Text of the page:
Q & A With FDG: Key To Success – Grocery Industries Hidden Costs
It is every food entrepreneurs’ dream to have their product listed by traditional grocers. Understandable, given traditional grocery, mass and club retailers controlled 85.3% of food grocery sales in Canada as of March 2019.[i] Yet, I have found that many of the businesses I have met, do not have a true understanding of grocers hidden costs. This is frightening given this is their lively hood and the difference between profit or loss.
GROCERY INDUSTRIES HIDDEN COSTS
Let’s examine a random sampling of the grocers hidden costs that impact the manufacturer’s margins and profitability.
These are the up-front fees that the retailer charges the manufacturer to place their product on the retailers’ shelf. The amount of the fee per product varies depending upon the retailer, the category and the number of stores involved. It is speculated that Star Bucks paid $250,000 per product to be listed in Loblaws.
Certain retailers are now charging the manufacturer a fee to take their product off of the retailers’ shelf.
This is a mandatory fee charged by the retailer to participate in the grocer’s flyer program. The amount is dependent upon the retailer. The range varies between 5% – 7% and the retailer deducts this amount off of the invoice.
The supplier works with the retailer to discount their retail selling price up to 4 times per year during key selling periods. The average rate is 10%. This is highly recommended given that 38.9% of all fast-moving consumer goods are sold on discount.[ii]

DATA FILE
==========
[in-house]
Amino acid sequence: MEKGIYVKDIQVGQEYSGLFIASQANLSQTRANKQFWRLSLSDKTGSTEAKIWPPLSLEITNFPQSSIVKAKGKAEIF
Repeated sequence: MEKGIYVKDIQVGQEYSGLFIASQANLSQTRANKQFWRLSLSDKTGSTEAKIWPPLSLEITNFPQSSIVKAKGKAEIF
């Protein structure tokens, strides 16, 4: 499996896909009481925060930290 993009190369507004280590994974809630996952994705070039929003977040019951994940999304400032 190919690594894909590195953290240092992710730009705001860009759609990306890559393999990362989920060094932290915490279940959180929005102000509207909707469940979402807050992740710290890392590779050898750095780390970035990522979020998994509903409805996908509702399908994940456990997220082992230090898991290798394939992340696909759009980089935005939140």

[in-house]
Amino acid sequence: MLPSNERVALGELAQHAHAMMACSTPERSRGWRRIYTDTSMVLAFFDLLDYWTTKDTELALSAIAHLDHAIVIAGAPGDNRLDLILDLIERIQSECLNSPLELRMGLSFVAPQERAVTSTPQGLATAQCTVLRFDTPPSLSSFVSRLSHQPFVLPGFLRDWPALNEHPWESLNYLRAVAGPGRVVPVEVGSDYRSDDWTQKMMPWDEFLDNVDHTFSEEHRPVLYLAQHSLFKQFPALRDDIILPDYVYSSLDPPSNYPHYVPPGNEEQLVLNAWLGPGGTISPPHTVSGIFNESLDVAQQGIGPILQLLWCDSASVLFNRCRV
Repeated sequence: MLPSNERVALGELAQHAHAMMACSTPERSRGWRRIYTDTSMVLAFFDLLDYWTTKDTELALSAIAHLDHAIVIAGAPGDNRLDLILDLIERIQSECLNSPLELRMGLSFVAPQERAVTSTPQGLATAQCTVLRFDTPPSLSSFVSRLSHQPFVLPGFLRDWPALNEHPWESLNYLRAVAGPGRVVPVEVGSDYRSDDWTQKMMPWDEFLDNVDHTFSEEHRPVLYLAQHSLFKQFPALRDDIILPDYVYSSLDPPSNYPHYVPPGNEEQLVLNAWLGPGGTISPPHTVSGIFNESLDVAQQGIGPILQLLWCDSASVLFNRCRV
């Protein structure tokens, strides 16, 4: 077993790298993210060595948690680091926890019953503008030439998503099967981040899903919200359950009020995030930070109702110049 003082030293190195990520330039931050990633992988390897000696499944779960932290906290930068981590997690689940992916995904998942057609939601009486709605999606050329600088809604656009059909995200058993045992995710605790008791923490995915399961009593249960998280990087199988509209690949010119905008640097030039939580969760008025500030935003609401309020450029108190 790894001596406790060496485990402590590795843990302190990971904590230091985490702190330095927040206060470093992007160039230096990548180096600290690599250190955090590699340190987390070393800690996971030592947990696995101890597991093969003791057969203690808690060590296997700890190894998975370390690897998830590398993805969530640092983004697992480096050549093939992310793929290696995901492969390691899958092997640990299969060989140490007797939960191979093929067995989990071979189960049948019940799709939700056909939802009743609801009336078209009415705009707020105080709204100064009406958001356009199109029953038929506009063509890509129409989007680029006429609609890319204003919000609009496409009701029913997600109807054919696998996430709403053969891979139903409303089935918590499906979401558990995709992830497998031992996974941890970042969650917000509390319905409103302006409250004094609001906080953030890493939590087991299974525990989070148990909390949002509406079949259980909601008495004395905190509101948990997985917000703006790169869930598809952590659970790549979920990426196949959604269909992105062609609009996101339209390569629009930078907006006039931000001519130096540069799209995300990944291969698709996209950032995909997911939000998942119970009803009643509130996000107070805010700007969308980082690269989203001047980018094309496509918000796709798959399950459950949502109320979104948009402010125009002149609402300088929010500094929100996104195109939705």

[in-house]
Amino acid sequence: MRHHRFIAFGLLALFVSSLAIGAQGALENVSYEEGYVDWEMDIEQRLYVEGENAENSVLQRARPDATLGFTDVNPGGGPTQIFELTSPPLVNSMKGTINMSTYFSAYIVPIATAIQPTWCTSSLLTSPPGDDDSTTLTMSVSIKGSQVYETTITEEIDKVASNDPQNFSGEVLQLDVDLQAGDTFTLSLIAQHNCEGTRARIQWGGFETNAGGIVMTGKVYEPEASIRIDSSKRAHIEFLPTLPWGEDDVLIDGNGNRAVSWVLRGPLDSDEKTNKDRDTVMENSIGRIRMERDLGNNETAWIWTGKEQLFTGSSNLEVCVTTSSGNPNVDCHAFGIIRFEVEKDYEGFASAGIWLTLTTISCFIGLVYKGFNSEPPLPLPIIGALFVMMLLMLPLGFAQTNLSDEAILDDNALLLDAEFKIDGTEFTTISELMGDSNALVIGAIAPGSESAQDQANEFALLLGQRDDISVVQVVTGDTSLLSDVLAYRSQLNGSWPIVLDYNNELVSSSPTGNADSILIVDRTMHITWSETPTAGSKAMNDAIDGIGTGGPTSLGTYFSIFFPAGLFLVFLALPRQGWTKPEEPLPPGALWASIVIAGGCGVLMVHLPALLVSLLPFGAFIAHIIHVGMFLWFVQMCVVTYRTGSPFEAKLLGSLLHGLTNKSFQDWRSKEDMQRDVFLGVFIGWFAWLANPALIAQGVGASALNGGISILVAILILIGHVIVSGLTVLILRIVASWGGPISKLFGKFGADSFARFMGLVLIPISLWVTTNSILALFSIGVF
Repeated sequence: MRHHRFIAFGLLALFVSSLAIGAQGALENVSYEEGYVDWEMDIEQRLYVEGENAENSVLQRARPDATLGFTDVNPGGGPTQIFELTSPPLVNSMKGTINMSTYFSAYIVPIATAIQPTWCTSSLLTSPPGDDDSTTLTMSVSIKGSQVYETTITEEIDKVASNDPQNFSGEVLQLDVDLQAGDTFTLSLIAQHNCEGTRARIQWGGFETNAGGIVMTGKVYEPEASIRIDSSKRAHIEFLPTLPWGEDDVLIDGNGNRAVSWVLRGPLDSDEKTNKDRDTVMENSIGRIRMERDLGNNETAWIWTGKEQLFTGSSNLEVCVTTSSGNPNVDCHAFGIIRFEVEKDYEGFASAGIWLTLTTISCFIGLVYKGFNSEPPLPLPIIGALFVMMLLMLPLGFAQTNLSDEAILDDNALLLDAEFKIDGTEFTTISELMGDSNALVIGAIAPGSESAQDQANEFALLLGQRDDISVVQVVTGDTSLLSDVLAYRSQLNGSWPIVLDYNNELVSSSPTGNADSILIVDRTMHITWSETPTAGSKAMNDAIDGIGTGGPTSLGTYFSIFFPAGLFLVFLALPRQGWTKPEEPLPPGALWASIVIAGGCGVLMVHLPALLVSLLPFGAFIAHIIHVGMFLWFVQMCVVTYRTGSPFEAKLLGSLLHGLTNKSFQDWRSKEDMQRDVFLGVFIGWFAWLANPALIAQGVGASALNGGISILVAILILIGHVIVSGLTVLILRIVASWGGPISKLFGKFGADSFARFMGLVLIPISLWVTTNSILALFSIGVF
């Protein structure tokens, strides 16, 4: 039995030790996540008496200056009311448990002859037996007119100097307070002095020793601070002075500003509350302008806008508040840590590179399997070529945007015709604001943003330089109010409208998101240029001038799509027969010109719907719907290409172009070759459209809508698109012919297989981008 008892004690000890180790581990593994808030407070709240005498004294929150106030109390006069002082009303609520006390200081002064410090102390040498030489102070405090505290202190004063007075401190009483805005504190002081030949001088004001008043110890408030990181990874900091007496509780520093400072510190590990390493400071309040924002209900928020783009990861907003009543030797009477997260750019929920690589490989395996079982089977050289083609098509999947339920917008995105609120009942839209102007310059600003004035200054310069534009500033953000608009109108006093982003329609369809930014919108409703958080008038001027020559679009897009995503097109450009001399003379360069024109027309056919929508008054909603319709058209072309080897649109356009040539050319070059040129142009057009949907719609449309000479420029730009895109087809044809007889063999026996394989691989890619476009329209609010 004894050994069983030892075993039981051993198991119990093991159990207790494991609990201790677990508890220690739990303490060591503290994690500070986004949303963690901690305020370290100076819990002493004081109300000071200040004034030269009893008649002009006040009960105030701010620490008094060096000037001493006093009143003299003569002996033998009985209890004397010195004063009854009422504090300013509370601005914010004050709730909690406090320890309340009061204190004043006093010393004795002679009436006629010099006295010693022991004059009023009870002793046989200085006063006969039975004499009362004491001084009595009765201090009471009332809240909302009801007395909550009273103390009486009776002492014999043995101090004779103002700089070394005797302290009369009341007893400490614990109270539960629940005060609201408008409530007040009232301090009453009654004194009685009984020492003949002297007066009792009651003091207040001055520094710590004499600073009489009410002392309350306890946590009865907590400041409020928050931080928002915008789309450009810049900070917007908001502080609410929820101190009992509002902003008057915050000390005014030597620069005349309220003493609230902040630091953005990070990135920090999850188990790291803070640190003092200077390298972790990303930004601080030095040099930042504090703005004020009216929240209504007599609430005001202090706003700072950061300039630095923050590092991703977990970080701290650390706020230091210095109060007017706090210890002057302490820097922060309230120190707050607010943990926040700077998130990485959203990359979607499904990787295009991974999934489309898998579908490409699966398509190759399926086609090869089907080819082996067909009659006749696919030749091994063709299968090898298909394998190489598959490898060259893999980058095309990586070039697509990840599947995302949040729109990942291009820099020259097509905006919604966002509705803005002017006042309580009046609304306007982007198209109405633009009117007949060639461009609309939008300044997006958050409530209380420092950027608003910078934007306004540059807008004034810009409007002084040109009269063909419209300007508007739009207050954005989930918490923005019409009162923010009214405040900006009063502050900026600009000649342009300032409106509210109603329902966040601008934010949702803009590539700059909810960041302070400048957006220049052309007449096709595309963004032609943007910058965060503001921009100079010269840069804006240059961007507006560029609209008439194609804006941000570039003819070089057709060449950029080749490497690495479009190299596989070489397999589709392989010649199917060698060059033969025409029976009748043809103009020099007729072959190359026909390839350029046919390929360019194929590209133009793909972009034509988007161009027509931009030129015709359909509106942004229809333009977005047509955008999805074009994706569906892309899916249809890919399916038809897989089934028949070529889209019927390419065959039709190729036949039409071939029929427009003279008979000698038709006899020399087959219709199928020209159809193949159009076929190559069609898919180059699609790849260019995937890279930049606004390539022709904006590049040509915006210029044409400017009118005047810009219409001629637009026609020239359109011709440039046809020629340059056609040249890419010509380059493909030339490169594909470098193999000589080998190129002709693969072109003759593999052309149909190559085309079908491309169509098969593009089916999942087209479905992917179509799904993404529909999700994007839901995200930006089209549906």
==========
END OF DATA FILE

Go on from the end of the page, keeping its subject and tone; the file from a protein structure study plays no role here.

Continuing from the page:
Products placed on an end-cap sell at a much faster pace than products not on the end-cap. End-cap displays are prime-time real estate for banners and come at a premium price to the manufacturer.
This cost relates to refrigerated products with a limited shelf life. The typical spoilage percentage is 3%. The retailer will deduct this amount directly off of the invoice.
Some retailers offer loyalty programs such as Sobeys and Metro with their Air miles offering. Loblaws offers PC points. Here, the best manufacturer discusses with their sales broker what the cost structure will look like.
During the year the retailer may come up with a new program the supplier may wish to participate in and it is at the discretion of the supplier if they wish to insert it into their product costing.
A standard sales term is 2%, 15 – Net 30.
The Canadian grocery sector may be the most competitive and costly industries in the country. In most cases, the rewards outweigh the risks. Before a manufacturer enters the grocery sector, they should do their due diligence to understand the costs involved, especially when it comes to retailers’ listing fees. Once they have established their selling price, new entrants cannot increase their price for up to 18-months. Upon listing, do not take it for granted. They have up to 6-9 months to prove themselves.
Richard Baker is the founder and President of Food Distribution Guy. Seek assistance establishing retail pricing strategy, forward us an email: firstname.lastname@example.org. Or contact us here – we’re here to help your brand succeed!
[i] ACV, 52-week Period Ending March 2019, Nielsen.
[ii] It Figures, Grocery Business, July-August 2019, Carman Allison.